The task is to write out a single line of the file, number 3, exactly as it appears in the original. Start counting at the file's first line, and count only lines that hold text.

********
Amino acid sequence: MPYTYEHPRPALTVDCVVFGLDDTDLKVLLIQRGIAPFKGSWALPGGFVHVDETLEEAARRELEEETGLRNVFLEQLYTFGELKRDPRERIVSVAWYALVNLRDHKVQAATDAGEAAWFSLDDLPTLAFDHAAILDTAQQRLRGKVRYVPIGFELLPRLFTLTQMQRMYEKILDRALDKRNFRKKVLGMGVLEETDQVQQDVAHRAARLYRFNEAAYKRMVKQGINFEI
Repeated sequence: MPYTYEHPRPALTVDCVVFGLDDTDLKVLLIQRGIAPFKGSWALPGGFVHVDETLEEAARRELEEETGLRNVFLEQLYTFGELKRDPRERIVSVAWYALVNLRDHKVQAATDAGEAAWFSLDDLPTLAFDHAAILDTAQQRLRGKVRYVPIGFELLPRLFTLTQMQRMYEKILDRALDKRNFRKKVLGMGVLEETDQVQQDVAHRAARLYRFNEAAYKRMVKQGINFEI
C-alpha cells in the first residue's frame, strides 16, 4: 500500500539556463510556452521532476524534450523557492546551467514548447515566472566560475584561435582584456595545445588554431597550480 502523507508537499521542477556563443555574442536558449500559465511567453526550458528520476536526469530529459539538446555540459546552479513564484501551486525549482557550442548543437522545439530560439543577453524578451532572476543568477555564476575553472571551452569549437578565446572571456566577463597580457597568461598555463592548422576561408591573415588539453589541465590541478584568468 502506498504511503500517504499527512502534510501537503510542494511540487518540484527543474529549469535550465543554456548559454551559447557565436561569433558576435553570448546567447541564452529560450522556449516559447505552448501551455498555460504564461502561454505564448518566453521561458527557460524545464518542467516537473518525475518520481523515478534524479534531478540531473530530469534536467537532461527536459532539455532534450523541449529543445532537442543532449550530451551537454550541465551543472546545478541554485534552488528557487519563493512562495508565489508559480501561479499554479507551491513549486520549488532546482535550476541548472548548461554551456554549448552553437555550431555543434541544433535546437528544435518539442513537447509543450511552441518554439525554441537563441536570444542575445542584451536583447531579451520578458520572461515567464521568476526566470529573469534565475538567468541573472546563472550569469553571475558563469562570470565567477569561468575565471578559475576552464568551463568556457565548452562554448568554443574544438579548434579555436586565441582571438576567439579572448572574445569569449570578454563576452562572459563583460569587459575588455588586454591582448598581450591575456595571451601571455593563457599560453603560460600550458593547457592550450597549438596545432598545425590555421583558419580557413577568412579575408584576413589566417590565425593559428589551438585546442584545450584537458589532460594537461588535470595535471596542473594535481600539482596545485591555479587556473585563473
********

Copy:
C-alpha cells in the first residue's frame, strides 16, 4: 500500500539556463510556452521532476524534450523557492546551467514548447515566472566560475584561435582584456595545445588554431597550480 502523507508537499521542477556563443555574442536558449500559465511567453526550458528520476536526469530529459539538446555540459546552479513564484501551486525549482557550442548543437522545439530560439543577453524578451532572476543568477555564476575553472571551452569549437578565446572571456566577463597580457597568461598555463592548422576561408591573415588539453589541465590541478584568468 502506498504511503500517504499527512502534510501537503510542494511540487518540484527543474529549469535550465543554456548559454551559447557565436561569433558576435553570448546567447541564452529560450522556449516559447505552448501551455498555460504564461502561454505564448518566453521561458527557460524545464518542467516537473518525475518520481523515478534524479534531478540531473530530469534536467537532461527536459532539455532534450523541449529543445532537442543532449550530451551537454550541465551543472546545478541554485534552488528557487519563493512562495508565489508559480501561479499554479507551491513549486520549488532546482535550476541548472548548461554551456554549448552553437555550431555543434541544433535546437528544435518539442513537447509543450511552441518554439525554441537563441536570444542575445542584451536583447531579451520578458520572461515567464521568476526566470529573469534565475538567468541573472546563472550569469553571475558563469562570470565567477569561468575565471578559475576552464568551463568556457565548452562554448568554443574544438579548434579555436586565441582571438576567439579572448572574445569569449570578454563576452562572459563583460569587459575588455588586454591582448598581450591575456595571451601571455593563457599560453603560460600550458593547457592550450597549438596545432598545425590555421583558419580557413577568412579575408584576413589566417590565425593559428589551438585546442584545450584537458589532460594537461588535470595535471596542473594535481600539482596545485591555479587556473585563473